As another part of educating about safety around sexuality, teaching young children about different contraceptive options and the risk of pregnancy will encourage safer decisions when becoming sexually involved. Traditionally, many schools have based their sexual education curriculum off the idea of that abstinence is the only moral way of behaving towards sex. This may stem from religious beliefs, such as that premarital sex is a sin, although this method of teaching has been proven to not be the most effective for a student’s health. In a study done by The American Journal of Preventive Medicine, a group of researchers including Dr. Theresa Sipe, found that “AOUM [abstinence only until marriage] programs were no more likely than participants in control groups to abstain from sex, and if they were sexually active, the two groups had similar sexual behaviors including the number of partners and the age at initiation” (The Society for Adolescent Health and Medicine, 2017). In comparing the abstinence programs to ones that included comprehensive risk reduction, detailed interventions that teach ways to reduce pregnancy and STDs, they do not prepare young people to avoid pregnancy and do not inform them about the medical information about sex. On top of that, abstinence-only education can emotionally affect victims of sexual abuse or rape. In the article “Why Some People Hide Sexual Assault After Abstinence-Only Education”, a journalist, Gina Florio (2017), interviews Nicole Cushman, the executive director of Answer, an organization that promotes access to sex education and provides insight as to why abstinence-only teaching is harmful. Cushman said, “Many abstinence-only programs instill fear and shame related to sexual behavior… This can make it harder for them to disclose sexual abuse because they feel ashamed and worry they’ll be judged for what happened to them” (as cited in Florio, 2017). The content may not be suited for some children because they may feel unsupported and not receptive because of prior experiences. When incorporating the education of contraceptive methods, this will result in students having the freedom to decide on the safest choice for themselves. According to The American College of Obstetricians and Gynecologists, [ACOG], (2015), “Currently, 49% of pregnancies are unintended”. If as a country we could reduce this number with the use of contraceptives, then fewer children would be in the hands of unprepared parents or in the foster care system. Not only do unplanned pregnancies cause a burden on the parent’s life, but “U.S. births from unintended pregnancies resulted in approximately $12.5 billion in government expenditures in 2008” (ACOG, 2015). By teaching students other methods of birth control like condoms, IUDs, the pill, and other various forms we would be cutting health care costs for tax-payers. In addition to that, having the discussion of contraceptive methods with school-aged kids will allow them to have the access and knowledge to prevent a dangerous pregnancy. Teen pregnancy can be fatal, and many young people may be ashamed to reach out for proper medical guidance. Public school drop-outs due to pregnancy would reduce if the use of contraceptives increased. Keeping kids in school promises more opportunities for their future success. Normalizing the use of birth control will give our youth the power to make their own sexual decisions without the risk of unplanned conception.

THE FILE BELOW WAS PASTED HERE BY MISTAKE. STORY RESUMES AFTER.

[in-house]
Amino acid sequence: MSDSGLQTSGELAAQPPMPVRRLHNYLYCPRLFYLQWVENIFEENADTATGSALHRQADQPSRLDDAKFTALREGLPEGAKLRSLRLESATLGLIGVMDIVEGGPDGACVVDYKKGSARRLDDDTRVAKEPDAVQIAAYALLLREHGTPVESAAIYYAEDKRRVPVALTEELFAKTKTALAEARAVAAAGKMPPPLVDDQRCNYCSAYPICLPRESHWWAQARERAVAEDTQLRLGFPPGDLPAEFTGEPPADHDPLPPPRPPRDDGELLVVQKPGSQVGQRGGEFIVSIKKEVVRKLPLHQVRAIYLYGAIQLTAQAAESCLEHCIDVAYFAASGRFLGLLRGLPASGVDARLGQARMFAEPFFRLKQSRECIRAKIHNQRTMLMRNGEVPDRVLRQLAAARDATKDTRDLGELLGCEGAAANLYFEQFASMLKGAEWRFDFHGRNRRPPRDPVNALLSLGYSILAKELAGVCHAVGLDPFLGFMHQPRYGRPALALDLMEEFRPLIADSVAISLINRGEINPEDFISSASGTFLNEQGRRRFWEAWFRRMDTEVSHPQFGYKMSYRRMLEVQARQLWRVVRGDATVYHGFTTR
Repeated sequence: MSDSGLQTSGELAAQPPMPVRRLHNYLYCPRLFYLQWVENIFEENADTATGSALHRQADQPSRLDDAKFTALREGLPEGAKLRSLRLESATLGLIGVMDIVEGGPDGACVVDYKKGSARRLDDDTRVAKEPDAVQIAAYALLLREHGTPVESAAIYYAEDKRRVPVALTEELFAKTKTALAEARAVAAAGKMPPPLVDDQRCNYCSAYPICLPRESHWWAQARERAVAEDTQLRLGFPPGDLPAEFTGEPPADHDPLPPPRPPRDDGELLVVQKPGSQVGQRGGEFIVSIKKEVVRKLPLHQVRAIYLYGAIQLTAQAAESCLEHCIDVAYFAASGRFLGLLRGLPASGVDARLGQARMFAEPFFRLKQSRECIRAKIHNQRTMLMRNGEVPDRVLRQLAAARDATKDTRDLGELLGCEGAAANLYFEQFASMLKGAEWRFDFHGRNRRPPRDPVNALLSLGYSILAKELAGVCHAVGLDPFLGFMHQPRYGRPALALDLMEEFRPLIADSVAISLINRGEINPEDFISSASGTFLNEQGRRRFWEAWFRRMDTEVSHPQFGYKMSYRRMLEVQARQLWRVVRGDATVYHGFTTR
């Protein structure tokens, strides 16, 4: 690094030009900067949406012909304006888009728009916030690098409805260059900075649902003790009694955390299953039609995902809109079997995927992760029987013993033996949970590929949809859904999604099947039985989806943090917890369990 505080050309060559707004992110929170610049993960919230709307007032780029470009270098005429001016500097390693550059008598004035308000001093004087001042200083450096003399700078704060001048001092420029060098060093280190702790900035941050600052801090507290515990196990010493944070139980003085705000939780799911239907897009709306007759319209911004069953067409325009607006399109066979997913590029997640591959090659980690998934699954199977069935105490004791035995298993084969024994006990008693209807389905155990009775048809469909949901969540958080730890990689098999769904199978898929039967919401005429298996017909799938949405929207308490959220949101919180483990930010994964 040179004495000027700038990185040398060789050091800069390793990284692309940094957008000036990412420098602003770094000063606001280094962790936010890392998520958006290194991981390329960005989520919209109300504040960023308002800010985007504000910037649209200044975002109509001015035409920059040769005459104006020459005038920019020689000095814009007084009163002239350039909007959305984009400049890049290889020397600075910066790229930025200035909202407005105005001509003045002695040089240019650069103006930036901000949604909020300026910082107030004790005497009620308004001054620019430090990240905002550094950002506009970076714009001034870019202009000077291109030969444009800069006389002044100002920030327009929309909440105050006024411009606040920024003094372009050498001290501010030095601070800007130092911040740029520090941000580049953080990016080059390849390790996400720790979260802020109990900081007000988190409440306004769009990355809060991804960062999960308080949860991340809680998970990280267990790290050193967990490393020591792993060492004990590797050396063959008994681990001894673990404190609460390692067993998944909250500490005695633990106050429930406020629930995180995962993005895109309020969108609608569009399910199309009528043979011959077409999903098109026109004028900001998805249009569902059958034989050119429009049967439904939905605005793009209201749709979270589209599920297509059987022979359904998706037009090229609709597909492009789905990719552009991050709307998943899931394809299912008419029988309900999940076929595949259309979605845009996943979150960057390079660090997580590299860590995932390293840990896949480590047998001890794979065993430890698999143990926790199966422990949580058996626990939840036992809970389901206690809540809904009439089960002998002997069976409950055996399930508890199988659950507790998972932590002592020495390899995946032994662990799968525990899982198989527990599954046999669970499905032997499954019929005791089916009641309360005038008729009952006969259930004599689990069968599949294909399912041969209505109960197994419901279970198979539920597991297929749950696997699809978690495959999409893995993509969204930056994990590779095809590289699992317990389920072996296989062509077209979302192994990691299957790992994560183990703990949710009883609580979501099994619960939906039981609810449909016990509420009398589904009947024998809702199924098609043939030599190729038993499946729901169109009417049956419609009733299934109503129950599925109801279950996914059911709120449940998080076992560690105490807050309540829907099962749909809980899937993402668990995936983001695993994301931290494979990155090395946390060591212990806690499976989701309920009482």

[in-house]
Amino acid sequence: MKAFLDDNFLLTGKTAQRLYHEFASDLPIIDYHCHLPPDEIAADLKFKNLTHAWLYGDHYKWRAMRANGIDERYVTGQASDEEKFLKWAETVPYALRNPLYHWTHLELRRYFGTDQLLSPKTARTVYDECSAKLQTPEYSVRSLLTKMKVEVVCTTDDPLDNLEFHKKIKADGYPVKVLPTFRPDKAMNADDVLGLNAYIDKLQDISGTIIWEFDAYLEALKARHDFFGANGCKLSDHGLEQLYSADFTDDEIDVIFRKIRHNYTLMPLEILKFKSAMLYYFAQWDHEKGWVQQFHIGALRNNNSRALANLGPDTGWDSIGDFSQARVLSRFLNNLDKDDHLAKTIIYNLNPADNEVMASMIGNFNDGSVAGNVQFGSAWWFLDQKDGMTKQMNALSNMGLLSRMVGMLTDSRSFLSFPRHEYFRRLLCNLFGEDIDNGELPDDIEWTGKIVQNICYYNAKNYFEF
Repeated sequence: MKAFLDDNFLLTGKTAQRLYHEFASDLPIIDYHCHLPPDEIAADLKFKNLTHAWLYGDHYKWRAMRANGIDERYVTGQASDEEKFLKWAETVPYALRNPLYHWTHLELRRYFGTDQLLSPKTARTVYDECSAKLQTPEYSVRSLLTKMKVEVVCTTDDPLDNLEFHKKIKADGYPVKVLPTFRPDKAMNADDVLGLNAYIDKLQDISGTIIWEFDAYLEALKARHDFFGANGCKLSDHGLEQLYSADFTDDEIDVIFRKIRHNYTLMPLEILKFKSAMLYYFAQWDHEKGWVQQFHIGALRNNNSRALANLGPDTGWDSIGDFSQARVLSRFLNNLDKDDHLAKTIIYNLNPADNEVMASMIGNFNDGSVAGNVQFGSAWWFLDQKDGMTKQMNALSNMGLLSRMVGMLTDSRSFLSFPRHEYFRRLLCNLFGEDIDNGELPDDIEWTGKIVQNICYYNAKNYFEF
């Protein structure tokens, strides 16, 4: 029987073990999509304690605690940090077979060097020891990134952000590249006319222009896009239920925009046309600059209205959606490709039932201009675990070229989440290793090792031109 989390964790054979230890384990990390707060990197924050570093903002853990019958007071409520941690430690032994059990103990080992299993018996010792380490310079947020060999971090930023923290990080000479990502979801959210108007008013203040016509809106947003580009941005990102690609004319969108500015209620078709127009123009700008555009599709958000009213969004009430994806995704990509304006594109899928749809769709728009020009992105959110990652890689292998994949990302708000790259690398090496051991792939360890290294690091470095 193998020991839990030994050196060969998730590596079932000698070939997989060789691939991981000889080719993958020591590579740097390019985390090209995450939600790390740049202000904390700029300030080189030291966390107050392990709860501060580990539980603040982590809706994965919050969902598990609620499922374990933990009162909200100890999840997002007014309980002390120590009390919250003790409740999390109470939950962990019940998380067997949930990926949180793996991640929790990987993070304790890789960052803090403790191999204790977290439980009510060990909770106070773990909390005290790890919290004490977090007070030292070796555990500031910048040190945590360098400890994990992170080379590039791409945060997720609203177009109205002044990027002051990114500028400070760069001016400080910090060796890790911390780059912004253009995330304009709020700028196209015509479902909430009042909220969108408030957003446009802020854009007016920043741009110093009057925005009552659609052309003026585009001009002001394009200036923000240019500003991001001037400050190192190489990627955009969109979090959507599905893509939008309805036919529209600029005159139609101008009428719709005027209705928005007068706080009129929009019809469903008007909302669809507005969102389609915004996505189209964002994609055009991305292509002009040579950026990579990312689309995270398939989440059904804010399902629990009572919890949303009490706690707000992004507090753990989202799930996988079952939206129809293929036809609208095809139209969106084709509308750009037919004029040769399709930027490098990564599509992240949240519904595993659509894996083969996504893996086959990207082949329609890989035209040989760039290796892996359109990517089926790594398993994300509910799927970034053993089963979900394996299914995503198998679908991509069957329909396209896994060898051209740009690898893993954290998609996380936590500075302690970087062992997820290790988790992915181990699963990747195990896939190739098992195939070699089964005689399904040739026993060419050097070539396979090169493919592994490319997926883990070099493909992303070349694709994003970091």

Countries Have Found Success in Comprehensive Sexual Education